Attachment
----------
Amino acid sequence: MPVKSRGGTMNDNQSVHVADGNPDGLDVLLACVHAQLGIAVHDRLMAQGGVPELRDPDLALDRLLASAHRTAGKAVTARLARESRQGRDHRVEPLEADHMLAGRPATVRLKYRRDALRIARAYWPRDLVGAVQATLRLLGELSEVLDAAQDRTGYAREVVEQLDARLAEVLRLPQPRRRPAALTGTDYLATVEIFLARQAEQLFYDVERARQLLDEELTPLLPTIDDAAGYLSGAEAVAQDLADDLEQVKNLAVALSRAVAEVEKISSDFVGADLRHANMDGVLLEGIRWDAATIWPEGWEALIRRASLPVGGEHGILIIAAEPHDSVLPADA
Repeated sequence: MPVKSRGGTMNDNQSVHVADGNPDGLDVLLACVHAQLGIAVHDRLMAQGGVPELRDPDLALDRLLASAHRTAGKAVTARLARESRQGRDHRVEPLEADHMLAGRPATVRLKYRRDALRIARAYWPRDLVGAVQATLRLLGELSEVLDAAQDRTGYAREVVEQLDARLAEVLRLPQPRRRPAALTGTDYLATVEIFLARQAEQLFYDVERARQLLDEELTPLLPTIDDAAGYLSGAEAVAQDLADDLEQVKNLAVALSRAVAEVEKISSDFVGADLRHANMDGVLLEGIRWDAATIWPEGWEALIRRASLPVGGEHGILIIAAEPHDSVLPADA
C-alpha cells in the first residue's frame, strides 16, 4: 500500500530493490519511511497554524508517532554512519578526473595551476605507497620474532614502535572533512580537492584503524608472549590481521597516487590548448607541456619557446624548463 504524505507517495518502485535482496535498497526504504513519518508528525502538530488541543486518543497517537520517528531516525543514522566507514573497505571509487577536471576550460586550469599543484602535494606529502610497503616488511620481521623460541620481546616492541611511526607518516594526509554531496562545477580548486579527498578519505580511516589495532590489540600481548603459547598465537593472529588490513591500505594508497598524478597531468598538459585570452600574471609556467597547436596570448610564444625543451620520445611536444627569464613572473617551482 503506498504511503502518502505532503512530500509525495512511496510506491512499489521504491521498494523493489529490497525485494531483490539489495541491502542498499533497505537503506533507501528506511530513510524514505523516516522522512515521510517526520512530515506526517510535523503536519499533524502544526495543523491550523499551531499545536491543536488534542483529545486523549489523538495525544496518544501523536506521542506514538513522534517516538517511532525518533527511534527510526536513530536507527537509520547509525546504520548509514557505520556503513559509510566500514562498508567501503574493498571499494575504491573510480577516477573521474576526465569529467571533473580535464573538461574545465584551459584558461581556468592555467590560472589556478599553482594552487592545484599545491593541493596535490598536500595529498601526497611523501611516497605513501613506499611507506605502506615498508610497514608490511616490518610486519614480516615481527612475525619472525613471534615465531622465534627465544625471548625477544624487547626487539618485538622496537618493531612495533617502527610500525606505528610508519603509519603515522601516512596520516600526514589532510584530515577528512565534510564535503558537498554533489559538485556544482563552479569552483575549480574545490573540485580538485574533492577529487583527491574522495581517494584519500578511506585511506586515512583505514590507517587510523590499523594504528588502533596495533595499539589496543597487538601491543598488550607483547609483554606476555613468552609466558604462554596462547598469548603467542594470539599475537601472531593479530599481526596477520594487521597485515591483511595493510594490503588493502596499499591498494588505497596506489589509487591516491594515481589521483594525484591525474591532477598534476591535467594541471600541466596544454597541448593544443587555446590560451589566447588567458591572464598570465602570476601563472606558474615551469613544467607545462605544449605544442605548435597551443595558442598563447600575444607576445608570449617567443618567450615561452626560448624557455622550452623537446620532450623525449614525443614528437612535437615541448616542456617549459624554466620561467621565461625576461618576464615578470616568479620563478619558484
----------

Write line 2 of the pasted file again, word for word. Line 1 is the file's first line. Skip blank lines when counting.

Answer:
Repeated sequence: MPVKSRGGTMNDNQSVHVADGNPDGLDVLLACVHAQLGIAVHDRLMAQGGVPELRDPDLALDRLLASAHRTAGKAVTARLARESRQGRDHRVEPLEADHMLAGRPATVRLKYRRDALRIARAYWPRDLVGAVQATLRLLGELSEVLDAAQDRTGYAREVVEQLDARLAEVLRLPQPRRRPAALTGTDYLATVEIFLARQAEQLFYDVERARQLLDEELTPLLPTIDDAAGYLSGAEAVAQDLADDLEQVKNLAVALSRAVAEVEKISSDFVGADLRHANMDGVLLEGIRWDAATIWPEGWEALIRRASLPVGGEHGILIIAAEPHDSVLPADA